“You’ve got gumption.”
The Sarge said this to me the other day after taking the Bacon Bit to a new play group. After I got done laughing at him for speaking like an octogenarian, I thought about what he said. It was actually a pretty nice compliment.
I grew up in the same house from the time I was born until I left for college at 19. I’ve known most of my hometown friends since we were running around the playground at Harbor Heights Elementary School. And with the exception of a few summer camps, I never had to make new friends or be the new kid at school.
Despite only going to college twenty miles from home, I only knew one person going into it. I was excited to get out on my own and live it up but then reality hit. I had to make new friends. No one knew who I was or what I was about. And it was a tough transition. I never knew I was shy in group settings. I found out I was uncomfortable navigating a new place by myself. And I quickly realized that deep friendships require time to grow.
Since those formative years, I’ve moved a few times and made plenty of new friends. And each time, it gets a bit easier. Even if my new or future friends don’t know who I am or what I’m about, I now know the answers to those questions. I am comfortable being me and comfortable giving myself time to find my place in each new city.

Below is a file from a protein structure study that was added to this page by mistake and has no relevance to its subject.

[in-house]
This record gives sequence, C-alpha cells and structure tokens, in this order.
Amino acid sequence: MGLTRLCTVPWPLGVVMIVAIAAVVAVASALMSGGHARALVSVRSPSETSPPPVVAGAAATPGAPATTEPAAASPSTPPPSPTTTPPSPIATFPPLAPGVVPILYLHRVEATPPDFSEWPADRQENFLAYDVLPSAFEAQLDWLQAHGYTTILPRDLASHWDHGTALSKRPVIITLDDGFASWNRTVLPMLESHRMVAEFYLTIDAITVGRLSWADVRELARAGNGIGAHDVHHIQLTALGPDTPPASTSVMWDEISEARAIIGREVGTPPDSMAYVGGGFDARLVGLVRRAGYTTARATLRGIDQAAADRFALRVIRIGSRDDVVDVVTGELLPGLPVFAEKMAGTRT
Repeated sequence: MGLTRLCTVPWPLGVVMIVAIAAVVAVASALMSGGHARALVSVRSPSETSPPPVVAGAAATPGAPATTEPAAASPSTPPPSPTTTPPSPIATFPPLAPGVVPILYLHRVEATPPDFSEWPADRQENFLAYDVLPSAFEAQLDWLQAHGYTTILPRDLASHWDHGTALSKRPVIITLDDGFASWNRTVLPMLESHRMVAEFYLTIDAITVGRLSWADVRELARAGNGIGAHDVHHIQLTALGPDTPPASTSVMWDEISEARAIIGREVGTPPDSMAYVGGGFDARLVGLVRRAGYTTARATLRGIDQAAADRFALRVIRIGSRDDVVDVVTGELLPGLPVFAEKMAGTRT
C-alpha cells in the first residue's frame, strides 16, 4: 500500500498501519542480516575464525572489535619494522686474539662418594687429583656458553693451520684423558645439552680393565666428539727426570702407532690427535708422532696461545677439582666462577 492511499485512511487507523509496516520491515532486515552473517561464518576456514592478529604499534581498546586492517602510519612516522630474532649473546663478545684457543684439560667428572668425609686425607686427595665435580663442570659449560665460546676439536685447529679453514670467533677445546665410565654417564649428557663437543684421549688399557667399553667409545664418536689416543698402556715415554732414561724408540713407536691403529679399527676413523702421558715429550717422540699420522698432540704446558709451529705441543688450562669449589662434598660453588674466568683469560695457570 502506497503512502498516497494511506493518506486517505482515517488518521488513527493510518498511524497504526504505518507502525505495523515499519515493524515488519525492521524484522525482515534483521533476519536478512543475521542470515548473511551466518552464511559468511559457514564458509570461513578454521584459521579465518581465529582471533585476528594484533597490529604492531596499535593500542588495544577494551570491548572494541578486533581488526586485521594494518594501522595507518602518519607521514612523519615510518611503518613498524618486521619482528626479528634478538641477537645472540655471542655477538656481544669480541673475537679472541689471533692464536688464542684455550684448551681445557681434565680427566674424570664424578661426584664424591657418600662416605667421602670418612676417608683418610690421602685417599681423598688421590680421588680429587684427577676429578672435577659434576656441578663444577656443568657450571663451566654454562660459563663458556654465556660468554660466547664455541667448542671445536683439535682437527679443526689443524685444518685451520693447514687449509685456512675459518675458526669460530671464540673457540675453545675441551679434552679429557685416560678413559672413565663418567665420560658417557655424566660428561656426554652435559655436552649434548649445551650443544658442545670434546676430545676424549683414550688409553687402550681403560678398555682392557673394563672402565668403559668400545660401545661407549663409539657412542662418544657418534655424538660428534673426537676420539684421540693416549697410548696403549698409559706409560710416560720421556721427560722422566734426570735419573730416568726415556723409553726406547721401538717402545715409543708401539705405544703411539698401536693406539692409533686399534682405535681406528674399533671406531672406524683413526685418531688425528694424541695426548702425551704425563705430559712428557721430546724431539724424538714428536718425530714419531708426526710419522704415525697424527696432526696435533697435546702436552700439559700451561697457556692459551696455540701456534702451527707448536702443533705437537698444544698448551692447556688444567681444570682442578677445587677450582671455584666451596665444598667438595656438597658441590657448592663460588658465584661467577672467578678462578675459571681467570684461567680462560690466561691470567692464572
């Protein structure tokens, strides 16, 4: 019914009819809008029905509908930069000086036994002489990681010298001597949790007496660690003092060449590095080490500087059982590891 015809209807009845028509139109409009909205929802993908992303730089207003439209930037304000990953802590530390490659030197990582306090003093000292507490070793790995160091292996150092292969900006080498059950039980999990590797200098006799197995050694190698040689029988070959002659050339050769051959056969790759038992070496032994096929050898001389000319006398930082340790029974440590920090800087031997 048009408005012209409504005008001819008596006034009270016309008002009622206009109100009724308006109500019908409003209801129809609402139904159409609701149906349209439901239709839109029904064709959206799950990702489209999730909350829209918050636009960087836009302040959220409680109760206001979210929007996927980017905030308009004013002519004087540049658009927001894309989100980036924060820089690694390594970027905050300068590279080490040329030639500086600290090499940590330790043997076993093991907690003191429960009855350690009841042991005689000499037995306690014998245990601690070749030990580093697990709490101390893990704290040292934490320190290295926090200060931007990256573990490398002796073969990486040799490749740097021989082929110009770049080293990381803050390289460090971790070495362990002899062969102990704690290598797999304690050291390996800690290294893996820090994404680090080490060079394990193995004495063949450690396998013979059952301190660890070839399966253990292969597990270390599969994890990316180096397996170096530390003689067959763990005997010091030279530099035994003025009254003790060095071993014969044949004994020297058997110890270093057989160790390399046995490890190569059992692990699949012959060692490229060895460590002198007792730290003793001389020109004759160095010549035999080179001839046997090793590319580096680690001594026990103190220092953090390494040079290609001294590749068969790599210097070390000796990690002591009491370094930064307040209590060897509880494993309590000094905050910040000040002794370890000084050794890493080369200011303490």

I’ve come to accept the fact that Lena won’t have the same childhood as me and that’s okay. She will be faced with change much earlier than her mama and I want to make sure she’s ready. I don’t know what it’s like to be the new kid in school but I do understand that feeling of uncertainty.
The best way I know to prepare her for the inevitable changes that come with being a military kid is by showing her. So I’ve gone to new playgroups and music classes and baby yoga with her. I usually don’t even know where we’re going let alone anyone in the class. And it’s uncomfortable at first but I still do it. I make a deal with myself to talk to at least one person. And I put on a smile and some confidence because my little copycat is watching me for cues.
So far, it seems to be working. My little pig-tailed girl is social, chatty and seems to thrive in group settings. She’ll check to see that I’m watching what she’s doing but for the most part, if there are other kids around, she wants to be in the middle of it all. It’s the same way at home; there is no doubt she is feels safe and loved. She is constantly busy; always talking or rearranging or busting out in spontaneous dance moves.
I hope she’ll keep that sense of confidence and independence as she grows up. Even though she’s just eighteen months old, she has taught and changed me so much. Apparently, she’s already managed to give me some gumption; I wonder what else is in store!